Mvurwi, a region in Mashonaland Central Province, once fell in the "breadbasket region" of Zimbabwe, with fertile soils. However, over the past 30 years, this is one of the areas that have been negatively impacted by the land reforms, causing it to be less prosperous than it was in the late 20th century.
Since the land reform programme in 2000, tourism in Zimbabwe has steadily declined. In 2018, tourism peaked with 2.6 million tourists. In 2016, the total contribution of tourism to Zimbabwe was $1.1 billion (USD), or about 8.1% of Zimbabwe's GDP. Employment in travel and tourism, as well as industries travel and tourism indirectly supports, was 5.2% of national employment.
Several airlines pulled out of Zimbabwe between 2000 and 2007. Australia's Qantas, Germany's Lufthansa, and Austrian Airlines were among the first to pull out and in 2007 British Airways suspended all direct flights to Harare. The country's flagship airline Air Zimbabwe, which operated flights throughout Africa and a few destinations in Europe and Asia, ceased operations in February 2012.[needs update] As of 2017, several major commercial airlines had resumed flights to Zimbabwe.
Zimbabwe has several major tourist attractions. Victoria Falls on the Zambezi, which are shared with Zambia, are located in the north-west of Zimbabwe. Before the economic changes, much of the tourism for these locations came to the Zimbabwe side, but now Zambia is the main beneficiary. The Victoria Falls National Park is also in this area and is one of the eight main national parks in Zimbabwe, the largest of which is Hwange National Park.
The Eastern Highlands are a series of mountainous areas near the border with Mozambique. The highest peak in Zimbabwe, Mount Nyangani at 2,593 m (8,507 ft) is located there as well as the Bvumba Mountains and the Nyanga National Park. World's View is in these mountains, and it is from here that places as far away as 60–70 km (37–43 mi) are visible and, on clear days, the town of Rusape can be seen.
Zimbabwe is unusual in Africa in that there are a number of ancient and medieval ruined cities built in a unique dry stone style. Among the most famous of these are the Great Zimbabwe ruins in Masvingo. Other ruins include Khami Ruins, Zimbabwe, Dhlo-Dhlo and Naletale. The Matobo Hills are an area of granite kopjes and wooded valleys commencing some 35 km (22 mi) south of Bulawayo in southern Zimbabwe. The hills were formed over two billion years ago with granite being forced to the surface, then being eroded to produce smooth "whaleback dwalas" and broken kopjes, strewn with boulders and interspersed with thickets of vegetation. Mzilikazi, founder of the Ndebele nation, gave the area its name, meaning 'Bald Heads'. They have become a tourist attraction because of their ancient shapes and local wildlife. Cecil Rhodes and other early white colonists like Leander Starr Jameson are buried in these hills at World's View.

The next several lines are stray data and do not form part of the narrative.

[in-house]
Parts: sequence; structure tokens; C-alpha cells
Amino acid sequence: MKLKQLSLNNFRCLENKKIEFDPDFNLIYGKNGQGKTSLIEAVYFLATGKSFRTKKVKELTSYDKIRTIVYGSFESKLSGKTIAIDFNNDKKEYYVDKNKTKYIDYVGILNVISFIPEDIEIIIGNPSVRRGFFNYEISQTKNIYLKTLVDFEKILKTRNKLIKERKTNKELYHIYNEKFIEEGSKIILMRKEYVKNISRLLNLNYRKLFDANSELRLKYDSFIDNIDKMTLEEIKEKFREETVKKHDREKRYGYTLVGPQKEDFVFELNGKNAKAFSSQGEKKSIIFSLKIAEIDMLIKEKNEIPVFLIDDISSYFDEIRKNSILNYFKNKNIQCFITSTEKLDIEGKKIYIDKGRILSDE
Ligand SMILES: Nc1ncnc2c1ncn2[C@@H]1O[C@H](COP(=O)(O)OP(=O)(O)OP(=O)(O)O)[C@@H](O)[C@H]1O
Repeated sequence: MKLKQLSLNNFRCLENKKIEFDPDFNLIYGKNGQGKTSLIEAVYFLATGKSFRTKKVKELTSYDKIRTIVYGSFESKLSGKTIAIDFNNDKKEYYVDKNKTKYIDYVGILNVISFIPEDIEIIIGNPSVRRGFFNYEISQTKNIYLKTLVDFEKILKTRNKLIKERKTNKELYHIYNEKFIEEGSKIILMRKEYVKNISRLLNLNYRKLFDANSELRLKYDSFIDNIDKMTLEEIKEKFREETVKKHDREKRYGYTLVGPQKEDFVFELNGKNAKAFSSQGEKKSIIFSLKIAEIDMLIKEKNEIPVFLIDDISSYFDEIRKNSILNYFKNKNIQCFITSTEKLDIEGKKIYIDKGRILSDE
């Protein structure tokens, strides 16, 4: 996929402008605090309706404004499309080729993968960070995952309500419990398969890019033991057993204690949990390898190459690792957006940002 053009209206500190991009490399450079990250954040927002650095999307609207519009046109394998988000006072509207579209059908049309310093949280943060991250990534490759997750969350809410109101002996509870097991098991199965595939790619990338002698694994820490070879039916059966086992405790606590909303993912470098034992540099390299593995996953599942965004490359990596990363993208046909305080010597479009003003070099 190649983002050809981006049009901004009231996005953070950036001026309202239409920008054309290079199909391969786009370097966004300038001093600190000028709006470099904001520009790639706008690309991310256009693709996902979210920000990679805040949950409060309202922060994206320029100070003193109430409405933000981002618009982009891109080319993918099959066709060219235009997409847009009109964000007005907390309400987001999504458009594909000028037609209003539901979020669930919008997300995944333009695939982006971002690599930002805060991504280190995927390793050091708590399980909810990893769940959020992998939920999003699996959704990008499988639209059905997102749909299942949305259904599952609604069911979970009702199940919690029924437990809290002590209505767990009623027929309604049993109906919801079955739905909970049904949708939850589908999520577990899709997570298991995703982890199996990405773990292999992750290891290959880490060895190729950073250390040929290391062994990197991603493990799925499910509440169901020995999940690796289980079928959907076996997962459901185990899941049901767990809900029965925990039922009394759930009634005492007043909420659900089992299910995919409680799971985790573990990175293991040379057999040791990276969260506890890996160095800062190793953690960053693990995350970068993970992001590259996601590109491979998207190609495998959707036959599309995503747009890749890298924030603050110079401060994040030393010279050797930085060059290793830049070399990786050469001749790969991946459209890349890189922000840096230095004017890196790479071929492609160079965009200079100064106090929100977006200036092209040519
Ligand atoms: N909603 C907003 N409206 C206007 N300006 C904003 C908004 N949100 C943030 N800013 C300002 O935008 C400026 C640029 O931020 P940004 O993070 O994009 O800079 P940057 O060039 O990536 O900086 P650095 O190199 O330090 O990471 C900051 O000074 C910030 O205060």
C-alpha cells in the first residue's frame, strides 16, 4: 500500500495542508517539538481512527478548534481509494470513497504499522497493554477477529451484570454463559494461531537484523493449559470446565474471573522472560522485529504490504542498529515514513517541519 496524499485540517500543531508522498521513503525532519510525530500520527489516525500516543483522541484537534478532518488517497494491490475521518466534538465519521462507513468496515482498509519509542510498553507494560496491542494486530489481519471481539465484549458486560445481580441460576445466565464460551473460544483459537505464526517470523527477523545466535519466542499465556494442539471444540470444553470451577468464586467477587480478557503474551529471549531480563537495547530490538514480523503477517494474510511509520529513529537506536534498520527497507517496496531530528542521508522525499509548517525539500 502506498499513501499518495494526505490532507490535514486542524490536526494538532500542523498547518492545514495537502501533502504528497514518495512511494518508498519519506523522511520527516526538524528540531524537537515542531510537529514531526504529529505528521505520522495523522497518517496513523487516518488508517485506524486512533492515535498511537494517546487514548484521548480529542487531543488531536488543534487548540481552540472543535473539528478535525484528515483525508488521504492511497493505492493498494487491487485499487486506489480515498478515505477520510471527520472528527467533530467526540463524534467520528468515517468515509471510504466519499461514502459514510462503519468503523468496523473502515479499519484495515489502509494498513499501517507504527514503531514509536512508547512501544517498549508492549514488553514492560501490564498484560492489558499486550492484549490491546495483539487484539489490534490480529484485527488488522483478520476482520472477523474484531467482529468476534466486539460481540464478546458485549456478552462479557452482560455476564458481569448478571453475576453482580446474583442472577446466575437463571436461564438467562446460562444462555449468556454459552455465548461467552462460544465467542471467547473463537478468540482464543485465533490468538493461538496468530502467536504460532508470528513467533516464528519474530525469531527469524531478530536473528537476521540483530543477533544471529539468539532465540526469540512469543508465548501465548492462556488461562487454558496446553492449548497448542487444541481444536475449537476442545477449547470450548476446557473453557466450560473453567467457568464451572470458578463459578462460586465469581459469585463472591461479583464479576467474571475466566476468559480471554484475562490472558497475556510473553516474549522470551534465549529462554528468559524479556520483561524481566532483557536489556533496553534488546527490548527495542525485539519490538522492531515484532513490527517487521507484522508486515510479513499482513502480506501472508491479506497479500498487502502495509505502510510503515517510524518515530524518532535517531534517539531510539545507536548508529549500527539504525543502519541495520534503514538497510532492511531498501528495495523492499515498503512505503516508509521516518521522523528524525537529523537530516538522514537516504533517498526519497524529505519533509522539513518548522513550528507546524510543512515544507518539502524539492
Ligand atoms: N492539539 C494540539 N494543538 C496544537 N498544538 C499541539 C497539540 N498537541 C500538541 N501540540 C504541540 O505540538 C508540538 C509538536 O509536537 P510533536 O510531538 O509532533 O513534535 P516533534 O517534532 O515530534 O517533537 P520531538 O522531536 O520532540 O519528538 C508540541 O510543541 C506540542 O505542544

There are many small-scale successful water supply and sanitation programs, but there is also a general lack of improved water and sanitation systems for the majority of Zimbabwe. According to the World Health Organization in 2012, 80% of Zimbabweans had access to improved, i.e. clean, drinking water sources, and only 40% of Zimbabweans had access to improved sanitation facilities. Access to improved water supply and sanitation is distinctly less in rural areas. There are many factors which continue to determine the nature, for the foreseeable future of water supply and sanitation in Zimbabwe. Three major factors are the severely depressed state of the Zimbabwean economy, the reluctance of foreign aid organisations to build and finance infrastructure projects, and the political instability of the state.
Scientific research output in terms of publications in Southern Africa, cumulative totals by field, 2008–2014. Source: UNESCO Science Report: towards 2030 (2015), Figure 20.6
Zimbabwe has relatively well-developed national infrastructure and a long-standing tradition of promoting research and development, as evidenced by the levy imposed on tobacco-growers since the 1930s to promote market research. The country has a well-developed education system, with one in 11 adults holding a tertiary degree. Given the country's solid knowledge base and abundant natural resources, Zimbabwe has great growth potential. Zimbabwe was ranked 113rd in the Global Innovation Index in 2021, up from 122nd in 2019.
To achieve its growth potential, Zimbabwe will need to correct a number of structural weaknesses. For instance, it lacks the critical mass of researchers needed to trigger innovation. Although the infrastructure is in place to harness research and development to Zimbabwe's socio-economic development, universities and research institutions lack the financial and human resources to conduct research and the regulatory environment hampers the transfer of new technologies to the business sector. The economic crisis has precipitated an exodus of university students and professionals in key areas of expertise (medicine, engineering, etc.) that is of growing concern. More than 22% of Zimbabwean tertiary students were completing their degrees abroad in 2012, compared to a 4% average for sub-Saharan Africa as a whole. In 2012, there were 200 researchers (head count) employed in the public sector, one-quarter of whom were women. This is double the continental average (91 in 2013) but only one-quarter the researcher density of South Africa (818 per million inhabitants). The government has created the Zimbabwe Human Capital Website to provide information for the diaspora on job and investment opportunities in Zimbabwe.